Atkins noted that the SEC’s “power is not plenary” over the PCAOB, that it was difficult to get a group consensus focused on oversight over the PCAOB, and that oversight of the PCAOB was “like pushing on a string.” He said that the current set-up under Sarbanes-Oxley is a “very difficult way for the SEC to oversee a separate board.” He cited “flawed implementation of [SOX Section] 404” from 2002 to 2006 as an example, and noted the “incredible amount of attention diverted” to accounting issues that were not important as a result of the PCAOB’s internal-controls rules.

He addressed the question of whether the SEC’s chairman is its head for appointments clause purposes. He said that the Founders realized the “committee structure” or the “committee system was not a very effective decision making type of body” for things like appointments, and cited the 1950 Reorganization Plan 10 that vested “authority over the budget” and “HR decisions” in the SEC’s chairman. Although he noted that “consensus” is desired for key posts like the General Counsel, when push comes to shove, “in reality, he [the Chairman] can still appoint who he wants.” He said that the idea that PCAOB members – or even SEC members – were really accountable to the president was silly, and that the SEC’s own history “illustrates how difficult it is for the President to assert authority” over the SEC, much less the PCAOB.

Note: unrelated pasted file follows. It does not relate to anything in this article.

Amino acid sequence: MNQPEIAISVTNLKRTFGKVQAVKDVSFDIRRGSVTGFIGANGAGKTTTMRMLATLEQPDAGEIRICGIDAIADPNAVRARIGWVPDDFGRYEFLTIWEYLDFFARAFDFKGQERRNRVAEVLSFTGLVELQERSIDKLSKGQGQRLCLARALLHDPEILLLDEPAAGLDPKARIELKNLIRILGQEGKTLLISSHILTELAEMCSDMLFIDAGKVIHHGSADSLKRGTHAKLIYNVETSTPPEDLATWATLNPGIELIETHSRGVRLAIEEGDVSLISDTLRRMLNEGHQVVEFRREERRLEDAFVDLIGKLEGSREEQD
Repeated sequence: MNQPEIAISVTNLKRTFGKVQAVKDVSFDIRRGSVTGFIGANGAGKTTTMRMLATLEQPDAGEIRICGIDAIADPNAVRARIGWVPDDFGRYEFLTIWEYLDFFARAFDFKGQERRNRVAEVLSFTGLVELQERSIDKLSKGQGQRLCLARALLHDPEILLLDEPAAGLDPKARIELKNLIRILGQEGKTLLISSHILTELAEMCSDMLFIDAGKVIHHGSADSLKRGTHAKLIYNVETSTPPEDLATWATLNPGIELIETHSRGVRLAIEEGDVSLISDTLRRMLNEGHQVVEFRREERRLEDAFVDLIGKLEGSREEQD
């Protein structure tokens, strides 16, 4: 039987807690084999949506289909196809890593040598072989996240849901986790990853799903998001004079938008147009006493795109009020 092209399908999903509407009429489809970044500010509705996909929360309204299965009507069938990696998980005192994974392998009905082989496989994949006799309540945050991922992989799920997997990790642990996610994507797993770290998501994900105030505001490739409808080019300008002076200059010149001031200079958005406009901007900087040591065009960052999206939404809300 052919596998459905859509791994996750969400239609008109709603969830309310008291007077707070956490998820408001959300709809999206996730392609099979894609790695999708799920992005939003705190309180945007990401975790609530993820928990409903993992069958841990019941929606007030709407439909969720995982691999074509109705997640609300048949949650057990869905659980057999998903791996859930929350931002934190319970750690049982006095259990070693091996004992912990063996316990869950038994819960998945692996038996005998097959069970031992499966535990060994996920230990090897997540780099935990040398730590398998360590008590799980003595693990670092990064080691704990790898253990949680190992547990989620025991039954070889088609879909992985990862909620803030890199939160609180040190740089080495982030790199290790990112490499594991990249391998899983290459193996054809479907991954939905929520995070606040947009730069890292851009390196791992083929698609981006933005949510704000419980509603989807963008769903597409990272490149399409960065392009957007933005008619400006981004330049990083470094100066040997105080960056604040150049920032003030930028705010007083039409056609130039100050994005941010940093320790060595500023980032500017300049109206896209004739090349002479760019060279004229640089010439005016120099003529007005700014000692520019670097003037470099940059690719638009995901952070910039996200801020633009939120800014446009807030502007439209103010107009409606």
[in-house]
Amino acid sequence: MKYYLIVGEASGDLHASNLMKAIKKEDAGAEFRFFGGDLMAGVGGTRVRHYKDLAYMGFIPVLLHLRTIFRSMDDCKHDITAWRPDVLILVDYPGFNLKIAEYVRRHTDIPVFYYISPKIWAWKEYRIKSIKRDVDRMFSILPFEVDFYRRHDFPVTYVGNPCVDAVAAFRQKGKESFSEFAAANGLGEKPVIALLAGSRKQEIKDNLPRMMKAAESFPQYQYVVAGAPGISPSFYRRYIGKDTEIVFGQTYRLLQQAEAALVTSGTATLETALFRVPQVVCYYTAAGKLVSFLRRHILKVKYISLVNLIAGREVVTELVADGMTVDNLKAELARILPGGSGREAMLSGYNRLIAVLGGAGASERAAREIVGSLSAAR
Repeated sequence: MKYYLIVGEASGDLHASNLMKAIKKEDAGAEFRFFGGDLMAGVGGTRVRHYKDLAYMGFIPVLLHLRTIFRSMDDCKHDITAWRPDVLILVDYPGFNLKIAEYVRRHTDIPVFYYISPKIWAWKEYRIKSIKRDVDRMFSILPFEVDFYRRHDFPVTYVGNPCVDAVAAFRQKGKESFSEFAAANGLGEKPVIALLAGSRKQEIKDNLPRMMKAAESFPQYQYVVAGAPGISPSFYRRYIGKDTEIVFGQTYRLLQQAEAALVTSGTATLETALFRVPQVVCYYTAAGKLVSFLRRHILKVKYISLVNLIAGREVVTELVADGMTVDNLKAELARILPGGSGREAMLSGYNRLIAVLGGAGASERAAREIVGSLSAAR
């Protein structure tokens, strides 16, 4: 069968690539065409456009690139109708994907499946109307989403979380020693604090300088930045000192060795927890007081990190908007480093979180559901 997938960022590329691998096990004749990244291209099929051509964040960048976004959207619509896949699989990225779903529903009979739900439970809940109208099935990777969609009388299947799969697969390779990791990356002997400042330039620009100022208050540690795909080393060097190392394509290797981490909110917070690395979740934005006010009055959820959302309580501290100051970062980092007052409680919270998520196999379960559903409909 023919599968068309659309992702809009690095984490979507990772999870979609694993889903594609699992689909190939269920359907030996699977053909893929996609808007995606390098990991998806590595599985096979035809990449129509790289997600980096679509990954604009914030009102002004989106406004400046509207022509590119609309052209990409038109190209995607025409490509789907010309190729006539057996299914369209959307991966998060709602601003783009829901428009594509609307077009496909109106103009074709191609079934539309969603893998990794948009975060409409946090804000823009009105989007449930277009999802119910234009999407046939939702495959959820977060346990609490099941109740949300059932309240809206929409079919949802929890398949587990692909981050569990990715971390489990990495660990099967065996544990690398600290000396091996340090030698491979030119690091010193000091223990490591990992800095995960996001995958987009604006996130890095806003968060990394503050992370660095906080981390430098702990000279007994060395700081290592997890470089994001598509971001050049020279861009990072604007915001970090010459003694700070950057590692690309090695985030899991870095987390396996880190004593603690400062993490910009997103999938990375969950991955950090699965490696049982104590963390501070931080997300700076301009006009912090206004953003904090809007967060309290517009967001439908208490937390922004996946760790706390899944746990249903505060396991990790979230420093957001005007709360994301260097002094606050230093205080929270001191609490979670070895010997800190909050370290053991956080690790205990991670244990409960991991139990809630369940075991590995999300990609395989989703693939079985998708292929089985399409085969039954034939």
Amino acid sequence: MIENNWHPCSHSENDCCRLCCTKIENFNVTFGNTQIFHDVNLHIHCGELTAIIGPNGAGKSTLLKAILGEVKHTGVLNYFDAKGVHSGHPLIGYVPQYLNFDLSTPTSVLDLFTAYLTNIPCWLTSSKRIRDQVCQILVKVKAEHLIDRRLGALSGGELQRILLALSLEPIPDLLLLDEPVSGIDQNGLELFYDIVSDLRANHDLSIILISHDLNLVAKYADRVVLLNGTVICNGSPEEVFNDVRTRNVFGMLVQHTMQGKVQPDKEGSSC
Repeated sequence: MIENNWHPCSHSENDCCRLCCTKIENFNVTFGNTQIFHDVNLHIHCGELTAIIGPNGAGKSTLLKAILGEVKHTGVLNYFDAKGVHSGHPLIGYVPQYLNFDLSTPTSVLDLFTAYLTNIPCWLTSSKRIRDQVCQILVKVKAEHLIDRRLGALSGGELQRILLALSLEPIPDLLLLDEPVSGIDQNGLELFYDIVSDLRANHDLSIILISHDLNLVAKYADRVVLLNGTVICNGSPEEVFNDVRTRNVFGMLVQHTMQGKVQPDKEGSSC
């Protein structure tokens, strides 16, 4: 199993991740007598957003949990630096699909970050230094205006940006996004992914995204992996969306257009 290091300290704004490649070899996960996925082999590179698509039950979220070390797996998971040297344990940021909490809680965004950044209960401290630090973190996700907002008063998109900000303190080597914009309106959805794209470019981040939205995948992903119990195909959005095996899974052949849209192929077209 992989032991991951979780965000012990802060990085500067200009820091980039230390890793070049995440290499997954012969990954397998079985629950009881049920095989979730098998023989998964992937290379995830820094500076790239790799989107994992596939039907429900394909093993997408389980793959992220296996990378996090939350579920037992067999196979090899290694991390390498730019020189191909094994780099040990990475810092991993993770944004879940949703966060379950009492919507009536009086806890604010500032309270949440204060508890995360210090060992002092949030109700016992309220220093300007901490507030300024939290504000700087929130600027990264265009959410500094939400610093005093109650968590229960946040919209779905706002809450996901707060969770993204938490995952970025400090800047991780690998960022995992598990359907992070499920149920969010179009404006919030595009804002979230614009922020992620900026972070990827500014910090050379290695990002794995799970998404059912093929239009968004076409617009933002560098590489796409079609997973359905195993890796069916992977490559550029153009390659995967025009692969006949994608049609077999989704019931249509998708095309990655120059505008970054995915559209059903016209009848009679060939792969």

Atkins’ observations debunk the government’s suggestion that the president has “fully effective control” over the SEC – and the lower court ruling upholding the PCAOB, which claimed that the SEC was not headed by its Chairman, but by SEC Commissioners as a group – a claim based on that court’s inconsistent reasoning. Law professor Donna Nagy similarly debunks claims that the PCAOB is “heavily controlled” by the SEC in a forthcoming article in the Pittsburgh Law Review, noting that PCAOB members are “principal officers” “acting with significant discretion and autonomy outside the SEC’s control” who constitutionally must be appointed by the president — not, as is currently the case, by the SEC Commissioners as a group.

Also available online is the text of SEC Commissioner Paul Atkins’s earlier 2006 speech noting the SEC’s limited ability to control the PCAOB (such as the PCAOB’s unapproved guidance on subjects like “options grants” and the PCAOB chair’s view that the PCAOB is more like the SEC’s “cousin” than its subordinate).

Courts sometimes take judicial notice of such statements. See Nebraska v. EPA, 331 F.3d 995, 998 n.3 (D.C. Cir. 2003) (taking judicial notice of statements on web site); Cf. Parents Involved in Community Schools v. Seattle School District No. 1, 551 U.S. 701, 780 n. 30 (2006) (Thomas, J., concurring) (quoting from web site); id. at 730, n.14 (plurality) (citing news articles about website’s earlier content).